French President Emmanuel Macron shakes hands with Chinese President Xi Jinping as he arrives for a dinner at the Villa Kerylos in Beaulieu-sur-Mer, near Nice, France, on March 24. Photo: Reuters
Emanuele Scimia
Opinion

Opinion

Emanuele Scimia

To gauge France’s South China Sea intentions, look at what it does, not what it does not say

  • With his China visit, French President Macron won trade deals and climate cooperation and shored up European Union interests
  • His silence on the South China Sea, however, does not mean France will stop trying to curb China’s influence or end arms sales to its rivals

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French President Emmanuel Macron shakes hands with Chinese President Xi Jinping as he arrives for a dinner at the Villa Kerylos in Beaulieu-sur-Mer, near Nice, France, on March 24. Photo: Reuters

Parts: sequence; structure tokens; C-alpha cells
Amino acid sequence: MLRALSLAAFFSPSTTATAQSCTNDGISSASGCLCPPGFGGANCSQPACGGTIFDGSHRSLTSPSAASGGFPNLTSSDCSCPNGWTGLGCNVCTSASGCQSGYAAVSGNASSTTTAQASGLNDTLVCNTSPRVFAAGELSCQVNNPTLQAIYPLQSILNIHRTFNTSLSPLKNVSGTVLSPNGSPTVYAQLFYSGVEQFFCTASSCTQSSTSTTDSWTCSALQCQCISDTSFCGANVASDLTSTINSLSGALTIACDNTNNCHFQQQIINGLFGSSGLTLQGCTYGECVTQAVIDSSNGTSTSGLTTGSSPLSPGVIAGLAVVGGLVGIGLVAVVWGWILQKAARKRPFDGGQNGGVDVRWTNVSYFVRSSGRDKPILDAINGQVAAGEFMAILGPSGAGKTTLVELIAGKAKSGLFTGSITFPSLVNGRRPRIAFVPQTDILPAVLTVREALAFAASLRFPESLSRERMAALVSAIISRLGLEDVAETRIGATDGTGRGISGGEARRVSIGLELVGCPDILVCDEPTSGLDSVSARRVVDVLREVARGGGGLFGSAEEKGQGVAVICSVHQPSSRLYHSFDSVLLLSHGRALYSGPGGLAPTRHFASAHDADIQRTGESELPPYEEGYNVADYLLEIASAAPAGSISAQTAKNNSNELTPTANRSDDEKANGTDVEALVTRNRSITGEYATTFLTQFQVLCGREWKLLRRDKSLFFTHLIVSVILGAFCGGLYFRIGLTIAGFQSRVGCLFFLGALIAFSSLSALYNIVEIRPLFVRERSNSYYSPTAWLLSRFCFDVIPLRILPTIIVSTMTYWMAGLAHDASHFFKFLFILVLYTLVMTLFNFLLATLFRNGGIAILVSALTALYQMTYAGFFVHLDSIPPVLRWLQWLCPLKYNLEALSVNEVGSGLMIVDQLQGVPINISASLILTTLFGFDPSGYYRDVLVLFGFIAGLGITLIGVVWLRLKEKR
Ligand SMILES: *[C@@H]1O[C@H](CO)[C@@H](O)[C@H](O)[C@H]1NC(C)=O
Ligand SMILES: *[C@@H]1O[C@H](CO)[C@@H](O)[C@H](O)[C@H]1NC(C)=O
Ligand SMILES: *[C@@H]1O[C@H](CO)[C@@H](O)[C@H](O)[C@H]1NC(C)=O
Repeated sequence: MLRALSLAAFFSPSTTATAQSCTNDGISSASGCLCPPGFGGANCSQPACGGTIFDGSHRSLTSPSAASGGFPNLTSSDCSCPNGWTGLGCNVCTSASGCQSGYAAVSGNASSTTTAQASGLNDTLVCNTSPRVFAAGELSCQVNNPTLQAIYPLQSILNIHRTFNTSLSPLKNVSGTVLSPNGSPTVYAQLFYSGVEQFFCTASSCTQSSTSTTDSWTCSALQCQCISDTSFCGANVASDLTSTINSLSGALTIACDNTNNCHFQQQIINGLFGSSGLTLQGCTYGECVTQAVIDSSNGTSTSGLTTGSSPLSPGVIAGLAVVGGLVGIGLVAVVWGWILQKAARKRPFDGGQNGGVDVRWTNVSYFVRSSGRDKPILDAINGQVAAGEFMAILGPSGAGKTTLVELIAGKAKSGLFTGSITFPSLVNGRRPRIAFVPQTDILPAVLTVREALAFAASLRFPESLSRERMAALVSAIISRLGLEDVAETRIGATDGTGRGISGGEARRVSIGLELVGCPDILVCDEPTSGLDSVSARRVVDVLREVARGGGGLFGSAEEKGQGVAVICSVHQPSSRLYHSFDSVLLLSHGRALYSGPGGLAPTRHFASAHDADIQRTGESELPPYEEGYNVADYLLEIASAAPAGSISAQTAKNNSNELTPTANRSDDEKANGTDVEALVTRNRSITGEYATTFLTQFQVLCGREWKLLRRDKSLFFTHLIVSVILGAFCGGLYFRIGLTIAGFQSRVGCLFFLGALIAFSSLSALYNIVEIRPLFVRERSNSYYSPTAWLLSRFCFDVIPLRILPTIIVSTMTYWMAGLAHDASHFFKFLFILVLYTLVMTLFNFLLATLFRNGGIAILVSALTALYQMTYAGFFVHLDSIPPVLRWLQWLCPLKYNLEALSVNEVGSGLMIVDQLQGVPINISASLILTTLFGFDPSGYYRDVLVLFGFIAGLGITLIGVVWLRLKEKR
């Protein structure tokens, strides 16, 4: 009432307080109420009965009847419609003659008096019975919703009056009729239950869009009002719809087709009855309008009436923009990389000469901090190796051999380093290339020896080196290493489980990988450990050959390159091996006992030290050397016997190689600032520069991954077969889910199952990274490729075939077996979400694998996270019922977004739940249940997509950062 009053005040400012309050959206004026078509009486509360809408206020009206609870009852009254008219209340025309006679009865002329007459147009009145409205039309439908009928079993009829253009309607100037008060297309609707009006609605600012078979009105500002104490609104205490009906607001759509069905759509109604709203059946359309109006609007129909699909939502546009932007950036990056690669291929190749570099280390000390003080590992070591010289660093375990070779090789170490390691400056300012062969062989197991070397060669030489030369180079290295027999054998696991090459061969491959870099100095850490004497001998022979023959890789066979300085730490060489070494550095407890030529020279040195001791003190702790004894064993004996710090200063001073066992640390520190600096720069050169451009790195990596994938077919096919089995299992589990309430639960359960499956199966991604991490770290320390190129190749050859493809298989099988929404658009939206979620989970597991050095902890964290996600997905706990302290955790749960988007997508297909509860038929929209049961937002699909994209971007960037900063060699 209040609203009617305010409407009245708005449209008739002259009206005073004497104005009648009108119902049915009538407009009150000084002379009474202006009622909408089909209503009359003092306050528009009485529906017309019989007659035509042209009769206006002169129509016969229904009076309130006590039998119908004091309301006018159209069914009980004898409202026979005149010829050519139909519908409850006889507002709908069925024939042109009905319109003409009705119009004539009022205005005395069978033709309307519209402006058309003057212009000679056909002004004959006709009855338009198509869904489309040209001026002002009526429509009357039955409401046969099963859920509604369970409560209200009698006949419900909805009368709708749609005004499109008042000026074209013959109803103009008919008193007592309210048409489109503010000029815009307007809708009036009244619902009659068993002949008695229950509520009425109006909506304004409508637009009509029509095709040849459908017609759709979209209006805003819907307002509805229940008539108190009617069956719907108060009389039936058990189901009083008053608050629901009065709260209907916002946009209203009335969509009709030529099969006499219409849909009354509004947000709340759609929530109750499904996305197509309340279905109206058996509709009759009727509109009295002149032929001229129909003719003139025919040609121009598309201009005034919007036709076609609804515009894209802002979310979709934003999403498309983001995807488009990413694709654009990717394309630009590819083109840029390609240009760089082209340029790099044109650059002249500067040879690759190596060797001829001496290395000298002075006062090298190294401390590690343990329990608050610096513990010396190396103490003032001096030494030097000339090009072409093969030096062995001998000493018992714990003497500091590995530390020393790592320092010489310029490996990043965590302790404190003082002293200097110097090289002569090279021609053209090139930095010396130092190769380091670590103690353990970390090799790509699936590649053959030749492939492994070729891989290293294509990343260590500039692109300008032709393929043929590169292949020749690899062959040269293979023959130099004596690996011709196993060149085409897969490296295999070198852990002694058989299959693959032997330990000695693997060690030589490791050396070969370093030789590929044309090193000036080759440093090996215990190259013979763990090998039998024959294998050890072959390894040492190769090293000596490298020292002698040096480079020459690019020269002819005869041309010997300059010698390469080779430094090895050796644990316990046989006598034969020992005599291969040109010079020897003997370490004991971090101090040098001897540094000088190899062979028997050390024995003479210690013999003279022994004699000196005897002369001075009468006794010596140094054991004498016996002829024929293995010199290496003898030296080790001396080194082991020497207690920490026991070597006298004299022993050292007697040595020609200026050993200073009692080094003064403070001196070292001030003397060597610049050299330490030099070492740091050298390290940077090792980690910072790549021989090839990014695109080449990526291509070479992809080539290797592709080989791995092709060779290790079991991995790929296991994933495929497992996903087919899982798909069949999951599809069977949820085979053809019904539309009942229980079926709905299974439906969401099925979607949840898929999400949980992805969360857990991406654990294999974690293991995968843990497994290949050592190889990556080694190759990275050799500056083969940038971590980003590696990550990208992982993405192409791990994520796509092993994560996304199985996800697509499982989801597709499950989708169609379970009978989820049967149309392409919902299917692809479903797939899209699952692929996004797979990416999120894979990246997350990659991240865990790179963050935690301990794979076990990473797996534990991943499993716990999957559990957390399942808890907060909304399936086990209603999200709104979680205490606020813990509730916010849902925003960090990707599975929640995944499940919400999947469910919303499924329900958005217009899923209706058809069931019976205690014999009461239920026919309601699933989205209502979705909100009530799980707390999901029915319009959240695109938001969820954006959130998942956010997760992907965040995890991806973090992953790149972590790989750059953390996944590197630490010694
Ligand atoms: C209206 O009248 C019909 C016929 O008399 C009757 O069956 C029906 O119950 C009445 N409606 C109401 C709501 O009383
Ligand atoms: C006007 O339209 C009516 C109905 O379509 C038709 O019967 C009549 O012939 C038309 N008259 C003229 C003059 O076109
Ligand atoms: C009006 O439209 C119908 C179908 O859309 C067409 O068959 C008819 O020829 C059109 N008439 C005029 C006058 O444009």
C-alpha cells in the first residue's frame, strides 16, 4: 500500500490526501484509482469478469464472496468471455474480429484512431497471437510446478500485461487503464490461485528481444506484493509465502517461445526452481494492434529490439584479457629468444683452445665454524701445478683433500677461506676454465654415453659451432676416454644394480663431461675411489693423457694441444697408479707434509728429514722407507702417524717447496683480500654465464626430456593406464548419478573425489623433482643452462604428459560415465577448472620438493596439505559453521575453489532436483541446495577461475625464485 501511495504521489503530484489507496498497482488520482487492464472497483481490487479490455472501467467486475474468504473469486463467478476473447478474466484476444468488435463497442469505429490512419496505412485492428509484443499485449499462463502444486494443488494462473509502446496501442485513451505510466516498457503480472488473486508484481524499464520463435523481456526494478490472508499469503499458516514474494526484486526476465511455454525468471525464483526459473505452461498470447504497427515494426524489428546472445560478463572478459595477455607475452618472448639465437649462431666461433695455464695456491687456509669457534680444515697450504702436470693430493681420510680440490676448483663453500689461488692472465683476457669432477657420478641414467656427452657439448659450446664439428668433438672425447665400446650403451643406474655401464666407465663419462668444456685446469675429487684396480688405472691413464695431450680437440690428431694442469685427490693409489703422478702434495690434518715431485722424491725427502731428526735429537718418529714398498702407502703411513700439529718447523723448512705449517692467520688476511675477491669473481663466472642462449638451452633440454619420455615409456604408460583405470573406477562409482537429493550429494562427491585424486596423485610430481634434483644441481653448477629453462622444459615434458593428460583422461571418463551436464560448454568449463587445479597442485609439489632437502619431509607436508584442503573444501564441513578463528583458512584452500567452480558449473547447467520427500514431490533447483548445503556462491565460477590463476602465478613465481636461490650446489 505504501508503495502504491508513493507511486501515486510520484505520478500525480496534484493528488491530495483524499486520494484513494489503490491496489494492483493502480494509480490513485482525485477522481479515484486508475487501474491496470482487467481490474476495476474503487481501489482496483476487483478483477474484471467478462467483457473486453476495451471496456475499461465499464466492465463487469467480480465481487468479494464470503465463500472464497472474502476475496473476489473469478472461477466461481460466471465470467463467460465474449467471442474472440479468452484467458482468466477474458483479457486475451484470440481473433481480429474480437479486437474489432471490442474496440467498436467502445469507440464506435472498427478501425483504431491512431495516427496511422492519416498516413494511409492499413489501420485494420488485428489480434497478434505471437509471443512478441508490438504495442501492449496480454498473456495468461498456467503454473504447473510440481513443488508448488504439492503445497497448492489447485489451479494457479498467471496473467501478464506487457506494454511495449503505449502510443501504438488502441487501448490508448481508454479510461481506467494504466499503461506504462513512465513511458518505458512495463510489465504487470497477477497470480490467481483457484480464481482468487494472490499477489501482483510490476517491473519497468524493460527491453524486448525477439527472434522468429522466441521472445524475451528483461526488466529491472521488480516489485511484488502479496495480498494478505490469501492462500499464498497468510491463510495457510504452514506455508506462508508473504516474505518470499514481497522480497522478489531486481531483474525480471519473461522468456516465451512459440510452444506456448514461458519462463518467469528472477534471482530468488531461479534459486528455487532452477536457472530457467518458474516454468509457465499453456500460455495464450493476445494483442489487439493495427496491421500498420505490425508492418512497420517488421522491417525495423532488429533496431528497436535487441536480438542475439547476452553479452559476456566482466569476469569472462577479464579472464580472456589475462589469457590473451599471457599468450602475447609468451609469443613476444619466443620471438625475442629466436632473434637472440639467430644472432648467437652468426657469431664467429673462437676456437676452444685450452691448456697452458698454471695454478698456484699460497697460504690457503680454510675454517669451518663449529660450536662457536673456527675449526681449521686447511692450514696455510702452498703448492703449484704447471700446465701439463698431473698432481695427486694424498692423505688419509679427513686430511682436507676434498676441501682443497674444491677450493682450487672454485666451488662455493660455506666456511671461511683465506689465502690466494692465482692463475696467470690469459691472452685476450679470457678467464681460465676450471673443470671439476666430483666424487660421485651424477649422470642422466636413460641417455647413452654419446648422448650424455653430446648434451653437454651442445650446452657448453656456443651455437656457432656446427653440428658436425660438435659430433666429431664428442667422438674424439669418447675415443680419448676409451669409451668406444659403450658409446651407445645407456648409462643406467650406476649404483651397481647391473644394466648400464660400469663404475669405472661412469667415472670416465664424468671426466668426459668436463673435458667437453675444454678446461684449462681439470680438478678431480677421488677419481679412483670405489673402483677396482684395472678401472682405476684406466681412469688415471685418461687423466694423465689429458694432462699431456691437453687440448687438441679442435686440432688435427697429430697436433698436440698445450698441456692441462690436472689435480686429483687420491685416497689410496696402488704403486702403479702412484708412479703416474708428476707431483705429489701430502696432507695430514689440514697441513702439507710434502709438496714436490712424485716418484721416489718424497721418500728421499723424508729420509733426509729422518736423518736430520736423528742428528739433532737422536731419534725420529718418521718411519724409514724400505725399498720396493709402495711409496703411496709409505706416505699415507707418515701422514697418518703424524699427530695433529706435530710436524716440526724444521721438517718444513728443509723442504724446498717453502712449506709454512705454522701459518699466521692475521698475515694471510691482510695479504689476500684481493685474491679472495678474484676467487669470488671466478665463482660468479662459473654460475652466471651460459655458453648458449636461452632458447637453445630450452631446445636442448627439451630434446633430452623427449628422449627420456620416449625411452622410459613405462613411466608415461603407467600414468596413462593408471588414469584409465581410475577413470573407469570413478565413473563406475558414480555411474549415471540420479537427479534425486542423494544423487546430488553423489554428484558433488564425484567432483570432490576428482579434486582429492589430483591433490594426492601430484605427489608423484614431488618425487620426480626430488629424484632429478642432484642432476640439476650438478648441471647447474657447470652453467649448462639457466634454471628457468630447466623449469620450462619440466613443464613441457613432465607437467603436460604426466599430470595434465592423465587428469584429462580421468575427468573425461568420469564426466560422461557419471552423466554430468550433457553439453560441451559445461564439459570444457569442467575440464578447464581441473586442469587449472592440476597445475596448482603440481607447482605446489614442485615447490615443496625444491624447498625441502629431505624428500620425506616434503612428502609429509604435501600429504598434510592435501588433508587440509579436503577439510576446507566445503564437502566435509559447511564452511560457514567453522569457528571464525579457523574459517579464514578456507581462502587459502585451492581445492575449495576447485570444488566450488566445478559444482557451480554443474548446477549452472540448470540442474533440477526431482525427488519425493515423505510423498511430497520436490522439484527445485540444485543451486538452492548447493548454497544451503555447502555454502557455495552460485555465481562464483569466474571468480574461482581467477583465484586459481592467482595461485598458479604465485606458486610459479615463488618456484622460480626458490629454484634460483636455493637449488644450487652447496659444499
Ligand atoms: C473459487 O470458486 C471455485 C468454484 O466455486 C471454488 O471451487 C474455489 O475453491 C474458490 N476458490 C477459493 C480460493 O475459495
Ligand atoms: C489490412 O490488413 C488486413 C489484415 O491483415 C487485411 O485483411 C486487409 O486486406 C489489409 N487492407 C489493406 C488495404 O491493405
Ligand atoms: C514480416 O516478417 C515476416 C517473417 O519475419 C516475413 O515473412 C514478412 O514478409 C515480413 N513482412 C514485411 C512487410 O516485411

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Illustration: Craig Stephens
Drew Thompson
Opinion

Opinion

Drew Thompson

From Singapore to Sweden, China’s overbearing campaign for influence is forcing countries to resist and recalibrate relations with Beijing

  • From diplomatic hysterics to displays of Chinese patriotism on foreign soil, China’s influence campaign has turned public opinion and forced governments to defend their values and readjust relations

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Illustration: Craig Stephens
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